My Mother’s Closet by David J. Thompson

I’m squeezed into a picnic table
with a bunch of people I don’t know,
dragged to this party by my sister
for free beer and food. In between
bites of a fat cheeseburger, I hear
the bald guy in the Yankees t-shirt
at the end of the table say, So, Ronnie,
how you been? Haven’t seen you
in a while. I’m doing better these days,
answers the guy opposite me. He’s got
the blown dry hair of an 80’s porn star,
now streaked with grey by the last thirty years.
Both my parents died last winter from cancer,
he continues after wiping spots of mustard
from his mustache, only six weeks apart,
so that was real tough. The whole table murmurs
I’m sorry, watches him take a sip of Diet Coke.
Yeah, he continues, they left me the house,
so I’ve been living back there since March.
It was weird at first being there all alone,
but now I’m sorta used to it. He takes some
potato chips off his plate and eats them slowly,
and while staring off over my shoulder
into the neighbors’ yard, Ronnie says almost dreamily,
Sometimes I go into my mother’s closet and look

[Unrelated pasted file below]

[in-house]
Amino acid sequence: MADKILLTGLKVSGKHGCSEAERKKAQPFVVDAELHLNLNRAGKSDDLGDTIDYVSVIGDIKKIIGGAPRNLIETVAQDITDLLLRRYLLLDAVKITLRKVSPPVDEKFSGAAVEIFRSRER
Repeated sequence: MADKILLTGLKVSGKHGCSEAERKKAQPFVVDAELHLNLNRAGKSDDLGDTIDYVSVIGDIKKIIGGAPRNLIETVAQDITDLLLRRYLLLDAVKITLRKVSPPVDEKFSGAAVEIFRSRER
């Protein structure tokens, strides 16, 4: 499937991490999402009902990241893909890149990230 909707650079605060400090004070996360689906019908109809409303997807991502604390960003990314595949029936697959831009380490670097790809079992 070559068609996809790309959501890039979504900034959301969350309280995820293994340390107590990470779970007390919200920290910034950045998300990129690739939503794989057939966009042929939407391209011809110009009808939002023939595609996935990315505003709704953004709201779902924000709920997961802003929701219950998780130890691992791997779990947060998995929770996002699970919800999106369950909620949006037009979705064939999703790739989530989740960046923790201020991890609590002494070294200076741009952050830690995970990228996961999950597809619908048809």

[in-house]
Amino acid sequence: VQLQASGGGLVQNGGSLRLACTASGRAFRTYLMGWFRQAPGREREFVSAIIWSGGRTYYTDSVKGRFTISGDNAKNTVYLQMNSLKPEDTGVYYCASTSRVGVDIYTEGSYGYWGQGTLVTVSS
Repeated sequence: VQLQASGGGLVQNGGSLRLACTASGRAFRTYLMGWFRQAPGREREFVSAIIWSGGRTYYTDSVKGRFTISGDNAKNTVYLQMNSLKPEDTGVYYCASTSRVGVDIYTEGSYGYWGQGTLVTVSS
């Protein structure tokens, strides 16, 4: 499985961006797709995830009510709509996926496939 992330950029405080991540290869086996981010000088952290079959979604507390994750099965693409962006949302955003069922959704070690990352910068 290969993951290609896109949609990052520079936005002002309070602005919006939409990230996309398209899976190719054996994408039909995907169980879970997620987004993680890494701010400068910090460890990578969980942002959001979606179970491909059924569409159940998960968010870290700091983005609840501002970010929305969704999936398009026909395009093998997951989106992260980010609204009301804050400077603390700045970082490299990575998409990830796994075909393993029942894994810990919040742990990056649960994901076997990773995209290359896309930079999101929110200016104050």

through all her old dresses that are still hanging
there. Is that so weird? I feel the table become still,
all I can hear is the ballgame on tv coming
from inside the house.  The bald guy stands up,
says he’s going to go grab more beer for everyone.
I take a long, last swallow of Coors Light, shake
the can a little bit just to make sure it’s empty.
I look down at my plate, and push some cole slaw
around with my plastic fork. Looks pretty damn watery,
must be store-bought, I can’t help but think to myself.
Nowhere near as good as my mom used to make.

David J. Thompson grew up in Hyde Park, New York, and currently lives in Chapel Hill, North Carolina. His latest poetry/photography chapbook, A World Without Horses, is available on Kindle. Please visit his photo website at

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